If you had to keep your child support and custody issues out of the courts, it could really save you a lot of time and money while creating an environment for open communication with your former partner. Every state will have its own child support and custody laws, so it is wise to get an understanding of what is needed by your jurisdiction before preparing documents for child custody and support.
It is easy to find state-specific sample agreements for legal custody if you contact a court clerk or visit an online legal document service. When you have put together a mutually agreed upon support and custody document, it is ready to be filed with the court. After filing, a judge will review it and dispense an order that reflects the legal custody of the child based on what you and your partner have filed, unless there are other legal loopholes and issues.
Step 1: Decide on the type of arrangement
Choose whether you are filing or joint custody or sole custody. Joint custody would mean that custody is shared by both parents, while sole custody is custody with one parent. Custody can also be physical or legal. Physical custody means that the parent is responsible for the everyday care of the child while legal custody means that the parent has a right to make decisions for the child. The custody agreement will also provide a detailed list of parental responsibilities for both parties.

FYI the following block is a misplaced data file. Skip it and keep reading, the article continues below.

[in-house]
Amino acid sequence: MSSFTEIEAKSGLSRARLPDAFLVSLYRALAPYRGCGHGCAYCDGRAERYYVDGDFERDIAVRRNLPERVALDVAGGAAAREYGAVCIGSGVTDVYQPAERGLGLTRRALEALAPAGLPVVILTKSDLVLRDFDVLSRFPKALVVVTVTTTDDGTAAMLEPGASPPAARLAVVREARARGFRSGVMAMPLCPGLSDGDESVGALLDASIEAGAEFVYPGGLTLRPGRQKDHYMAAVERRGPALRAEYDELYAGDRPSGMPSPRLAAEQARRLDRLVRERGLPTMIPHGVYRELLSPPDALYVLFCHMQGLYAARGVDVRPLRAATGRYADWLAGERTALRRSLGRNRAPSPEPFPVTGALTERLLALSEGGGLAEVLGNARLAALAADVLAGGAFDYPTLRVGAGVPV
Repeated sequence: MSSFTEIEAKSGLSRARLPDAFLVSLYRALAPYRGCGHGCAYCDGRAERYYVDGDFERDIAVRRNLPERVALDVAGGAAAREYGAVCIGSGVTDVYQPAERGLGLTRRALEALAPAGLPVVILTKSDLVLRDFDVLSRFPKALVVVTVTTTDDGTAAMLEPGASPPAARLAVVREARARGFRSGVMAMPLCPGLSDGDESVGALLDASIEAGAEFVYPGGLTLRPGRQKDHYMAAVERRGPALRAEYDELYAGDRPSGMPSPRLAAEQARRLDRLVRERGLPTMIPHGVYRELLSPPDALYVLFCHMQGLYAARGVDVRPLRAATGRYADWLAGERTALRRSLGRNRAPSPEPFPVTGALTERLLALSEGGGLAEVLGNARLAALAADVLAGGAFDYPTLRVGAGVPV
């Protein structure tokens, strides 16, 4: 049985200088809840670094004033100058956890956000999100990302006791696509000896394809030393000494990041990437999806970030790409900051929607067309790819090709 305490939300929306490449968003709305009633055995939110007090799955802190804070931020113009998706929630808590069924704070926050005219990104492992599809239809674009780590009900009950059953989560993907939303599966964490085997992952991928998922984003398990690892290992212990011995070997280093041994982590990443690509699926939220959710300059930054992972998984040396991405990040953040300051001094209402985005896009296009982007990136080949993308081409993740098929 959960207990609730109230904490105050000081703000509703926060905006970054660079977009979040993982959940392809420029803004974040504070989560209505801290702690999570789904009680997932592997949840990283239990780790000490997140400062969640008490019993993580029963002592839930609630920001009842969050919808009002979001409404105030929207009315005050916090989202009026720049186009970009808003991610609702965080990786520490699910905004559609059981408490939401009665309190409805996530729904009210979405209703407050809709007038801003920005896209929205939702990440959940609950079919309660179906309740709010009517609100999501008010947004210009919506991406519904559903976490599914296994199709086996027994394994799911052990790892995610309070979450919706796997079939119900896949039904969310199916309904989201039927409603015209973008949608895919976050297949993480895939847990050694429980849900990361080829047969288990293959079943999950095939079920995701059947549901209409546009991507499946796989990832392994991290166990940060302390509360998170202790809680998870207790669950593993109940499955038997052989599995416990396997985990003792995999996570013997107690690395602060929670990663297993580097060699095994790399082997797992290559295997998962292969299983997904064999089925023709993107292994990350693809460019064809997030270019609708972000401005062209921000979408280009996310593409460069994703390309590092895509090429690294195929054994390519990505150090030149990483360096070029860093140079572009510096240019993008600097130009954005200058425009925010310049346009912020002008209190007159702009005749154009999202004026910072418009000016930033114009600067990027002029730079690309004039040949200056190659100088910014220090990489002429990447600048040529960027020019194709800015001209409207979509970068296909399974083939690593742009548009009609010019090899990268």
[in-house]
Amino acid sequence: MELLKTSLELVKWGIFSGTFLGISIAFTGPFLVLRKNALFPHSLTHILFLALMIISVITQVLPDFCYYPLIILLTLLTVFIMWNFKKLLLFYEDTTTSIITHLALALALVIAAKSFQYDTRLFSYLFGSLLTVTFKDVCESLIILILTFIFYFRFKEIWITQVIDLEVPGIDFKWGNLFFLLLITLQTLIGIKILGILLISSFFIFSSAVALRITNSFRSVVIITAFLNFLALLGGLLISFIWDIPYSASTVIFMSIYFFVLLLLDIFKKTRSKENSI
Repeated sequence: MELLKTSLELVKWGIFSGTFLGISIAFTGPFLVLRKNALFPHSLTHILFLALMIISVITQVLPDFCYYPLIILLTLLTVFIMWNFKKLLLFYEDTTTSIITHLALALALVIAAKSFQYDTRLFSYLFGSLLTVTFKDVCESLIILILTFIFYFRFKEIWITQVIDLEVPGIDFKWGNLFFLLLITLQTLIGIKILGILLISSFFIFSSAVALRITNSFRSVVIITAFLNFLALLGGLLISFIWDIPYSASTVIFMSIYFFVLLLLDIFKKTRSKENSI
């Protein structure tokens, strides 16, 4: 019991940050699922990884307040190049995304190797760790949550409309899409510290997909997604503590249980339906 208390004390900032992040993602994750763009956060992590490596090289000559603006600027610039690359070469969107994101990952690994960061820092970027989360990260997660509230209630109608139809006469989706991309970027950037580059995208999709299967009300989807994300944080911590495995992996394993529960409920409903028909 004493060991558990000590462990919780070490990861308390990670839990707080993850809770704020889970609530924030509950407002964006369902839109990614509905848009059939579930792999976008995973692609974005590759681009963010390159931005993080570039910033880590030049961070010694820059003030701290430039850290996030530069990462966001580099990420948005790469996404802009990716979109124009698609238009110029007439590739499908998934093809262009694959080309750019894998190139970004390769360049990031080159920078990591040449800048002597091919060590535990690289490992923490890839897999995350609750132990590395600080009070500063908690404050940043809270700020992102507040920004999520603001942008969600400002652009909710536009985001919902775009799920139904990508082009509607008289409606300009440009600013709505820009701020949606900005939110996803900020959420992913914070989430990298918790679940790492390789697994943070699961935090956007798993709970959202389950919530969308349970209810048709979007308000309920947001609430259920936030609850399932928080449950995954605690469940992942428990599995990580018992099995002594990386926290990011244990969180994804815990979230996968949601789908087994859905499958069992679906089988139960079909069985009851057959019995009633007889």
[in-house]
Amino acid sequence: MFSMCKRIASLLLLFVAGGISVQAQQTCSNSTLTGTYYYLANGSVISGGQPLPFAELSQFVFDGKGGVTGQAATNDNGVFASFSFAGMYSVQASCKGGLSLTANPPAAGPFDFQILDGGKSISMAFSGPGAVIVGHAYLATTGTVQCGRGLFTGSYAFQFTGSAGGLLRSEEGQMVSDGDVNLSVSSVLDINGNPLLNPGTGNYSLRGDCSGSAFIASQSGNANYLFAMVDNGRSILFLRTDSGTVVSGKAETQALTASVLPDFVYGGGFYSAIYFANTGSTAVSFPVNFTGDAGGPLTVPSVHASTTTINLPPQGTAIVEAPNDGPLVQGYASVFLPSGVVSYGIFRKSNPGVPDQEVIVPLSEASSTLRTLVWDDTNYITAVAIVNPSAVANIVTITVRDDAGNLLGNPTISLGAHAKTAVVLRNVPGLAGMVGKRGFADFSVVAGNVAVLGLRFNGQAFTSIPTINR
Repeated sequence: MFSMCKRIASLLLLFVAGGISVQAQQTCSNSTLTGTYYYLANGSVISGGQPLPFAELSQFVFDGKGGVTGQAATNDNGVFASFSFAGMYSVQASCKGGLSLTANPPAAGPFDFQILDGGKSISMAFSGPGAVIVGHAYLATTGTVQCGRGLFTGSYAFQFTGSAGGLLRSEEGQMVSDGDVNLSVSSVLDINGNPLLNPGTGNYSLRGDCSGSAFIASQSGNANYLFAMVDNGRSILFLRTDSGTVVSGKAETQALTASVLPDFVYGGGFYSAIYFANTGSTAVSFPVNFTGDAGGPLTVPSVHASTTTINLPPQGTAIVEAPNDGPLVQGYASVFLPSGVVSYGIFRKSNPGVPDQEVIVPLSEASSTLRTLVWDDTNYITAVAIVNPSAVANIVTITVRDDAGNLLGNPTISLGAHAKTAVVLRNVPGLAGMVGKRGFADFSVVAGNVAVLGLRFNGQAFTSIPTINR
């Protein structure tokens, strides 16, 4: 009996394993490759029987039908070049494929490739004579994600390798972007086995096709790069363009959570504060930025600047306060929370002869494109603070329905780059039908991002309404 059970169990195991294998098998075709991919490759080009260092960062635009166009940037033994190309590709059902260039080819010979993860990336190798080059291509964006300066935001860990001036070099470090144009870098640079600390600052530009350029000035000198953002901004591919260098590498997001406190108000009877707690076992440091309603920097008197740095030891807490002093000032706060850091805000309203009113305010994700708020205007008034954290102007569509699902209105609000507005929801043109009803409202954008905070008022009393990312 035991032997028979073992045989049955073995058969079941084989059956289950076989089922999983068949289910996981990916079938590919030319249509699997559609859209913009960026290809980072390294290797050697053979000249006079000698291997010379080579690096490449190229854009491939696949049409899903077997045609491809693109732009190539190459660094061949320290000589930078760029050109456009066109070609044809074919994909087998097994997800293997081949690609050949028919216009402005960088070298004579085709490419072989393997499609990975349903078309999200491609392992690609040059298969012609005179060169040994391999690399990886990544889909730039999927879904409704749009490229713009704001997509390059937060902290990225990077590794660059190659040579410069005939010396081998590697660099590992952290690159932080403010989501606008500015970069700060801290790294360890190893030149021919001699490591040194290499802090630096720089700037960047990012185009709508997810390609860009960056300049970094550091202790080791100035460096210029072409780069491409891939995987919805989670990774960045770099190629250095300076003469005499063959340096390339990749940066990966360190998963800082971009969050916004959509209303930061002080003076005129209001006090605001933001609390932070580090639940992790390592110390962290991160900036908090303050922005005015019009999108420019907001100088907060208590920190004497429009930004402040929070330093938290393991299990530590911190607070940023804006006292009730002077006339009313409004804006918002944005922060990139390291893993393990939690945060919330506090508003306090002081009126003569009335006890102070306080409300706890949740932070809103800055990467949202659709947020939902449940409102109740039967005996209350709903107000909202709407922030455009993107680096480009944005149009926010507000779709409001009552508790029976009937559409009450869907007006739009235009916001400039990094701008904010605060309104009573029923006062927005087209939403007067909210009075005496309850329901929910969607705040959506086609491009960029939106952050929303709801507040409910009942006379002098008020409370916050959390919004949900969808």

Step 2: Explain any exceptions
If you are deviating from the state code, be sure to provide the justification for the decision. If you cannot defend your reasoning, a judge might not rule in your favor.
Step 3: Provide a full visitation and parenting plan
Explain your child’s daily/weekly routine in detail, including how you will share parenting time during vacations, parental work commitments and special events. This plan should also contain details of the location where the child will be dropped off after visits.
Step 4: Use cooperative language
While divorce or separation can cause feelings of bitterness, ensure that you sort these issues out before creating a custody document. A custody and support document must convince the judge that you are willing to work with your partner in the best interests of your child.
Step 1: List the amount the noncustodial parent will pay the custodial parent
Calculate this amount based on your state’s code. Also, specify the method and period in which the noncustodial parent will make support payments, like through the court’s registry.
Step 2: Summarize non-monetary support
If one parent is offering non-monetary support, such as a health insurance policy through their employer or a part of their inheritance, list this in the support documents.
Step 3: Talk over who will pay for special child-rearing expenses
For example, list who will pay for the children’s education, extracurricular activities, day-care or specialized medical expenses.